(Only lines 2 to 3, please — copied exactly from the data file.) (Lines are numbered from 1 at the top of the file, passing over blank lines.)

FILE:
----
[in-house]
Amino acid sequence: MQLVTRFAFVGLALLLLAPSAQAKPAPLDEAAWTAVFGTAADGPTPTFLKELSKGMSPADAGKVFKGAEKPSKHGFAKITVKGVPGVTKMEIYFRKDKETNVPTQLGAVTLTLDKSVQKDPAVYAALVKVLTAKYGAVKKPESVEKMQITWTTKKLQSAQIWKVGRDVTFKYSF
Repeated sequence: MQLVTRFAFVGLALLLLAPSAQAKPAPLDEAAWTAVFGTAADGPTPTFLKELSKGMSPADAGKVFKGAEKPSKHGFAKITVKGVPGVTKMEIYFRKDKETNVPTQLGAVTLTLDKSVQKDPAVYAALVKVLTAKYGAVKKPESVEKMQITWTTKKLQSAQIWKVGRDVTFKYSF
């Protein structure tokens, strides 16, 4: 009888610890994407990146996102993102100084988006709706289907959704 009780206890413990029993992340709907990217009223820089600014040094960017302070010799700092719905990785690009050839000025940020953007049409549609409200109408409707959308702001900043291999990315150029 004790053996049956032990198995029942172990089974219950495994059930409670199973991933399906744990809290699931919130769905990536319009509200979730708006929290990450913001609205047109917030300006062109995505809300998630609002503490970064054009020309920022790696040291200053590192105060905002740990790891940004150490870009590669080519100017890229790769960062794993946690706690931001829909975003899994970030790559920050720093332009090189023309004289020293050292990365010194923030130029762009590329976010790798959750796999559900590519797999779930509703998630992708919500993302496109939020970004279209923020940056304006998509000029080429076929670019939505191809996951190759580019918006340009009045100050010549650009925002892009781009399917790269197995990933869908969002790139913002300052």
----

Amino acid sequence: MQLVTRFAFVGLALLLLAPSAQAKPAPLDEAAWTAVFGTAADGPTPTFLKELSKGMSPADAGKVFKGAEKPSKHGFAKITVKGVPGVTKMEIYFRKDKETNVPTQLGAVTLTLDKSVQKDPAVYAALVKVLTAKYGAVKKPESVEKMQITWTTKKLQSAQIWKVGRDVTFKYSF
Repeated sequence: MQLVTRFAFVGLALLLLAPSAQAKPAPLDEAAWTAVFGTAADGPTPTFLKELSKGMSPADAGKVFKGAEKPSKHGFAKITVKGVPGVTKMEIYFRKDKETNVPTQLGAVTLTLDKSVQKDPAVYAALVKVLTAKYGAVKKPESVEKMQITWTTKKLQSAQIWKVGRDVTFKYSF